We only want to use recovery strategies to prevent over training or throughout the course of a season to make sure we're ready to perform on game day. While resting, while recovering for that. Those are really the two scenarios that we use these recovery strategies.

We don't just use them everyday. We don't use them as much as possible. We also don't just use whatever method we feel like. We want to base our recovery strategy on how our body is actually adapting.

If you have BioForce HRV or you use some other HRV method you are going to understand the importance of looking at the balance between the sympathetic and parasympathetic systems when it comes to recovery. If you don't let's talk about those.

We realize that the body goes through two different stages of adaptation as you train. First, we have the stress, which is the sympathetic response, and that is where all the stress hormones are produced and that's where the body is shift into more of a sympathetic state. This is a much more short term reaction.

As we continue training we continue to accumulate fatigue and we train over time and have more stress on our body, the body will generally shift into a more parasympathetic state. The interesting thing is the better shape you're in, the higher your HRV score in BioForce, the more parasympathetically fit you are, the more you're going to shift into this other section, the other side of the equation faster. This parasympathetically dominant state.

These are really two different strategies the body uses to cope with stress and adapt to it. This is the short term, acute stage. This is more of a long term, chronic stage. Depending on which phase you're in you want to use a different recovery strategy to restore that balance so that we don't progress into an over training stage.

Again, that's really the focus. You want to make sure that you're using the right group of strategies. The right recovery method based on where you're at.

If you're using the BioForce HRV system and we see that your HRV score is down below your baseline, we see that you're an amber or a red and it's down below your baseline it means you're in a sympathetic state.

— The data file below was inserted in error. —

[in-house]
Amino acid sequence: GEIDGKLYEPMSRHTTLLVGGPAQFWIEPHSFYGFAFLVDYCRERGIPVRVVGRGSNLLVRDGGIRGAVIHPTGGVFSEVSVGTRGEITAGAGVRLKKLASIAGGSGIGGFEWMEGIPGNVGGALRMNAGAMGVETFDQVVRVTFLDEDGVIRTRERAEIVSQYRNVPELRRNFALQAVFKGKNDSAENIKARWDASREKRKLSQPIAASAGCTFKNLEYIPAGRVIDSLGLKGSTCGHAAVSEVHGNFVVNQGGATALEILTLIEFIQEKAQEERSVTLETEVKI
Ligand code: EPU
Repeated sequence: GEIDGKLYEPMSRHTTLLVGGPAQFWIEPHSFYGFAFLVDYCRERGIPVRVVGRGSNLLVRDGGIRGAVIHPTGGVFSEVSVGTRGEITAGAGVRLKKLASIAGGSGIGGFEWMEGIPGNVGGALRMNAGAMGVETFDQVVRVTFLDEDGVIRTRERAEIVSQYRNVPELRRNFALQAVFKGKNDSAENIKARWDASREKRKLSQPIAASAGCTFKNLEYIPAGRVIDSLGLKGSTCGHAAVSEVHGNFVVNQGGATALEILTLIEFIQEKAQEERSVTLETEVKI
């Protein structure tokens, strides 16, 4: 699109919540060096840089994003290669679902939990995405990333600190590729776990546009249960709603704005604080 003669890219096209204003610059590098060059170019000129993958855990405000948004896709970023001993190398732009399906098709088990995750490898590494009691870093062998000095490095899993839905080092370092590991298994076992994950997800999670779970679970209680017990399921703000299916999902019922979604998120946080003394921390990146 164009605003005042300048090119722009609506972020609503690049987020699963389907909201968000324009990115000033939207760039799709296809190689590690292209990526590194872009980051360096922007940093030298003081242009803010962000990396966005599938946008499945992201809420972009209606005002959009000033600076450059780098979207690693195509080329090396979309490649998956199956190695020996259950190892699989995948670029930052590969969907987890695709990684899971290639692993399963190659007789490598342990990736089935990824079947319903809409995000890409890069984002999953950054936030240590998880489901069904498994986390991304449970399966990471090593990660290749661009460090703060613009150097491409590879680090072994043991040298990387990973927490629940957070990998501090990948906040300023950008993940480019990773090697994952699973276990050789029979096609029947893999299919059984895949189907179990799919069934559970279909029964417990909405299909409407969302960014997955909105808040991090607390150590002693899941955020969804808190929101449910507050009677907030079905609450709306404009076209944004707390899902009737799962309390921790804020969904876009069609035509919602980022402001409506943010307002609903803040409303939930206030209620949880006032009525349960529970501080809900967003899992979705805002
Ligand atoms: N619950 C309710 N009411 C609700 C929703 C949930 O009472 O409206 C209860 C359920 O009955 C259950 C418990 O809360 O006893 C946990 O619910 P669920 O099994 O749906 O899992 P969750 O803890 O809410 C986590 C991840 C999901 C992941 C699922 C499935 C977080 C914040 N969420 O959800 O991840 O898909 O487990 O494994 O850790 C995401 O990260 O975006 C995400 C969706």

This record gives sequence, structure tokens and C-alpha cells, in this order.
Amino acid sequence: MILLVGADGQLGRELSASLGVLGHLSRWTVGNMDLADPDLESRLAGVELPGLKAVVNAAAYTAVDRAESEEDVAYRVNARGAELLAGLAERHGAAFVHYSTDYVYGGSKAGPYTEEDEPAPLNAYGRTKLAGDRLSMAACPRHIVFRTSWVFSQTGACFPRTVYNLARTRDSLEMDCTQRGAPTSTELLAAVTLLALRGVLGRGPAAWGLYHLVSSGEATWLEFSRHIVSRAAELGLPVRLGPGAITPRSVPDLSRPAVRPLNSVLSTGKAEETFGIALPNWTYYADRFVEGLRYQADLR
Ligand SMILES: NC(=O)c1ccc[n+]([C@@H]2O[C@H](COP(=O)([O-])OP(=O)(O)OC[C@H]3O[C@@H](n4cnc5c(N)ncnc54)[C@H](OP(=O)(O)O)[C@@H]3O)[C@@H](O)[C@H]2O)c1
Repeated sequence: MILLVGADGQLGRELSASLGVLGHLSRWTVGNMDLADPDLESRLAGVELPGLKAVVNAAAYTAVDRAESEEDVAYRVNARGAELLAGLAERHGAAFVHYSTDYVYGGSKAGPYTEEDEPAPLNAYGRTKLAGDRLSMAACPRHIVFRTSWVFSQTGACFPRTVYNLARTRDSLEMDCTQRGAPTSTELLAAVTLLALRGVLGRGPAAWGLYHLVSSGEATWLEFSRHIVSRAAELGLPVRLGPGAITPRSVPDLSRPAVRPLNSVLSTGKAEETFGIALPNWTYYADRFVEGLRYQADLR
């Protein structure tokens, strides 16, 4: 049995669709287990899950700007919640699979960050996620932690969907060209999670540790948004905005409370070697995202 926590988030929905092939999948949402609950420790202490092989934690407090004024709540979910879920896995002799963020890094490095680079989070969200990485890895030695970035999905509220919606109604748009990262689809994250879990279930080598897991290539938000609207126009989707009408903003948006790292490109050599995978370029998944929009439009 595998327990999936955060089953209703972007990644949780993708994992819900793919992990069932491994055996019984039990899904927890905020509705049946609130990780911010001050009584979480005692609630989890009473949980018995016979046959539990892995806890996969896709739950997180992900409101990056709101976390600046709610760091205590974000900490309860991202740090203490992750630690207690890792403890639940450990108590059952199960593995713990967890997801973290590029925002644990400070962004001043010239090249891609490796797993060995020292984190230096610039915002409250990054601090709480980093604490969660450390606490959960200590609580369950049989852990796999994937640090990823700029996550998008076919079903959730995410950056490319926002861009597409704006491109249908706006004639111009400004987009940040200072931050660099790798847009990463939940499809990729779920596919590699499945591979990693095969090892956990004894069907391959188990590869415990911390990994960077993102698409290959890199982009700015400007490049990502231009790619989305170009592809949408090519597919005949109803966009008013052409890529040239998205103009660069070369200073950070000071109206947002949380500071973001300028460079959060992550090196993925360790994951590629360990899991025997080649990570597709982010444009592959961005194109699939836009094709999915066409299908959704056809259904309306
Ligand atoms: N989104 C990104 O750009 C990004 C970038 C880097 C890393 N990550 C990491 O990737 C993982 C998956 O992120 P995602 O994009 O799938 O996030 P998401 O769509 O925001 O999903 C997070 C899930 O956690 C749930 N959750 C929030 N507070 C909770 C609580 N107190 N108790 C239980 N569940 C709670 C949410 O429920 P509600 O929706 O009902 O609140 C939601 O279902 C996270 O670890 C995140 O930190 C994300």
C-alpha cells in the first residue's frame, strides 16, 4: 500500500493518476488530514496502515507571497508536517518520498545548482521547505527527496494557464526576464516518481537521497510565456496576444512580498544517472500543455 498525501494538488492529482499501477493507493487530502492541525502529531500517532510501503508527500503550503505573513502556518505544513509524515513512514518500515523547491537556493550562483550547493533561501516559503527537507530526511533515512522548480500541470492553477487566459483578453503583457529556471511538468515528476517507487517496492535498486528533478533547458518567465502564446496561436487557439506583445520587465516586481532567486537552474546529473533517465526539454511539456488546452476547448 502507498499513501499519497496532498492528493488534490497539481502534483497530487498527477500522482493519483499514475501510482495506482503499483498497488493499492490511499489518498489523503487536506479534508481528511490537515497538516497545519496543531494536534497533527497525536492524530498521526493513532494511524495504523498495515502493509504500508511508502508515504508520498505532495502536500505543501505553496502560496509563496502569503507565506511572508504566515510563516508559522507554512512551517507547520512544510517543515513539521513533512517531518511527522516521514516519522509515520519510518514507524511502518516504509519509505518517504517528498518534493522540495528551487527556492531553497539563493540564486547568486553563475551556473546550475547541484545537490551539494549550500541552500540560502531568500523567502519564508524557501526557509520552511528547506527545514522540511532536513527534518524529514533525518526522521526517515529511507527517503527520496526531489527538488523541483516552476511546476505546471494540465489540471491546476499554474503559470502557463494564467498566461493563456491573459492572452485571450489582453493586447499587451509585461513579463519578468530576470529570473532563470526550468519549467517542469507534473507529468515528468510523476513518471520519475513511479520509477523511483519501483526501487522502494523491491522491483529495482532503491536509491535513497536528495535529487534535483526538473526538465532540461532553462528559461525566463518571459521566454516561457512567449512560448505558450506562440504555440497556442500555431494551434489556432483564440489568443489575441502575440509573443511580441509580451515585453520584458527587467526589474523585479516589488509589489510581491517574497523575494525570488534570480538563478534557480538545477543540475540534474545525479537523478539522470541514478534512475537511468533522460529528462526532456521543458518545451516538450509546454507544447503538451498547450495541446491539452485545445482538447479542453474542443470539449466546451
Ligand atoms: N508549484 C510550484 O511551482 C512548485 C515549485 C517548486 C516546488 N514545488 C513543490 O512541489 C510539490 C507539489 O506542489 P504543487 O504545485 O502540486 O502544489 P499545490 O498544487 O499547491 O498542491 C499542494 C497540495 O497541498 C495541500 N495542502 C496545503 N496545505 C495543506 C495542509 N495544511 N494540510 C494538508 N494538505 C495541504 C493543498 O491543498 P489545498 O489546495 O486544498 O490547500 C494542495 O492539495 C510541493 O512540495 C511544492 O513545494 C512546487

You want to use parasympathetically stimulating recovery strategies to restore that balance. If you're too sympathetic you want to use methods that are going to restore that balance by increasing the parasympathetic function.

What are those strategies? First we can use relaxation techniques whether it is meditating, whether it's soft tissue therapy that is meant to be relaxing, whether it's stuff like sitting in a hot tub, some hot water relaxation stuff, we want to reduce the sympathetic tone. We want to use relaxation techniques.

We don't want to use stuff that's going to do the opposite. We really want to try and relax ourselves. We also want to eliminate stimulants. We want to make sure we get enough sleep.

We want to reduce the intensity of the training because that is the primary sympathetic driver. We can use stuff like deep water float which helps the lymphatic system and helps relax as well.

Then we can use some active recovery strategies provided that the intensity is pretty low. All of these strategies are designed to reduce the sympathetic tone and increase the parasympathetic one so that the body is brought back to a balance.

Say that we were already sympathetically dominant and we use more sympathetically minded strategies we're going to push our bodies worse. Rather than recovery we're going to actually slow that process down and we're going to make things worse. We have to make sure we're using stuff to bring that sympathetic tone down.

Again, the way you're going to see that is looking at your HRV score compared to your normal, average number. If it is below your average number this would be more of the menu of strategies you're going to want to use.

Now, on the opposite side of the equation, we have the parasympathetic strategies. We're going to use these when you see that your HRV score is much above your average.

Let's say your average HRV score in BioForce is 80. You wake up for a few days and you're seeing your numbers in the 90's and you're seeing the amber and red indication that tell you your body is shifting into more of a parasympathetic state. You're starting to accumulate stress.

The first thing you want to do is reduce the volume of the intensity of your program. That's been the primary driving of the stress in general so by reducing the overall volume and intensity you're going to help your body get back to a more recovered state and prevent it from getting worse.

We can also use some more intensive deep tissue therapy there which would be considered more of a sympathetic stimulus so it would help restore that balance. We can use cryotherapy, cold plunges and that sort of thing.

We can you contrast therapy which is the hot/cold, or the contrast therapy of the sauna routine. You can find the article on about how I use the sauna routine.

The overall all message is we want to use more things to bring down that parasympathetic tone by stimulating the sympathetic side. These are really the best kind of simple strategies to do that.